Very interesting dishes on the menu. I ordered the special of the evening, Which I thought very amusing to call it the special of the evening. And maybe after I tell you the origin you will get the humor as well. So I ordered up a batch of the Pasta Alla Puttanesca ($12.00) and for Sue, She had the most interesting dish on the menu. Pasta Alla Caruso ($15.45). First came out the salad and an order of the house specialty, A bowl of the Tomato Basil Bisque. The salad was journeyman in nature and was nice and fresh. The Bisque on the other hand came in a nice little bowl with dried basil around the rim like an Italian Margarita. I didn't care for it. It had a rather uninteresting tomato sauce taste. although pinkish in color letting you know this was a cream sauce the soup just had no distinct or robust tomato taste. Should have been bursting with concentrated tomato taste. The Garlic bread on the other hand was some of the finest we have ever had. The bread light and flaky with fresh garlic rubbed into every nook and cranny. and then butter slathered on. Awesome stuff.
The pasta dishes arrived. I dived into the Pasta Alla Puttanesca first. This is a dish that is normally served without cheese. But first let me tell you the back story on this dish. Pasta Alla Puttanesca literally means "Pasta the way a whore would make it". It seems that after WWII the brothels were state run in Italy and these lady civil servants were only allowed to go to the market once a week so they had to stock up on a lot of non perishables. And apparently back then you got a home cooked meal as well with your paid admission. Only the Italians. The recipe consists of the following items: Anchovies, capers, tomatoes, black olives, garlic, red peper flakes and maybe some basil or parsley chopped and thrown on top and of course your pasta of choice. This is one of those classic little seemingly easy to prepare dishes, that cause a lot of trouble for most cooks as the simple yet very powerful ingredients all try to vie for your taste buds attentions. So you have to learn to balance them out and to coach only the ones you want to be predominate to the forefront. This version was served with a perfectly cooked Linguine, nice and firm to the tooth. The Puttanesca sauce was very tasty but seemed to lack any anchovies or red pepper flakes. otherwise it was an excellent rendition of a dish you rarely see anymore on menus. Worth asking if they make it at your favorite Italian eatery.And speaking of dishes you rarely see on a menu comes next, Pasta Alla Caruso. A favorite of that classic voiced opera singer and named for him as well, Enrico Caruso. I cannot remember the last time I saw this dish on a menu. Done well it can be sublime and like a good tenor, it's culinary voice can either be on or off. It's made with mushrooms and chicken livers all blended together in a red wine reduction sauce and tomatoes and when done has this rich and velvety brown creamy sauce that just wraps itself around the pasta and your tongue like a kid holding onto a carousel pony for the first time. This version at All'Italian was spectacular and one of my favorite pasta dishes anywhere and can possibly be the best pasta dish in San Diego! It was that good. the chicken livers just melt into the sauce and they're taste mellows. The mushrooms are usually crimini and have that nice and slight woodsy flavor. This dish was pure heaven.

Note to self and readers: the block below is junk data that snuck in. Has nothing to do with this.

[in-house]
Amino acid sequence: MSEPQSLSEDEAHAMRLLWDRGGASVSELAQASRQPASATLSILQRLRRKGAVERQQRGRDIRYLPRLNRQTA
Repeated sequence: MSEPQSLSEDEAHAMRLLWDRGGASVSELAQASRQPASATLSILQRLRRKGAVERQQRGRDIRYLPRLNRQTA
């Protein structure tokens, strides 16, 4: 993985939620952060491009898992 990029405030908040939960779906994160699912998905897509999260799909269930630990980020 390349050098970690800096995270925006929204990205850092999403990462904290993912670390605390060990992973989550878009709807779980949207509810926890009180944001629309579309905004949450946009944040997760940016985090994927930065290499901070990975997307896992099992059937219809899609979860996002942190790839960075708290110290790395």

The owners of this quaint little eatery open and close when they feel like it. Very European feel and just very nice people here. If you are in the mood for some very tasty non run of the mill pasta. You really should try this place out.


8356 Allison Avenue
La Mesa, CA 91941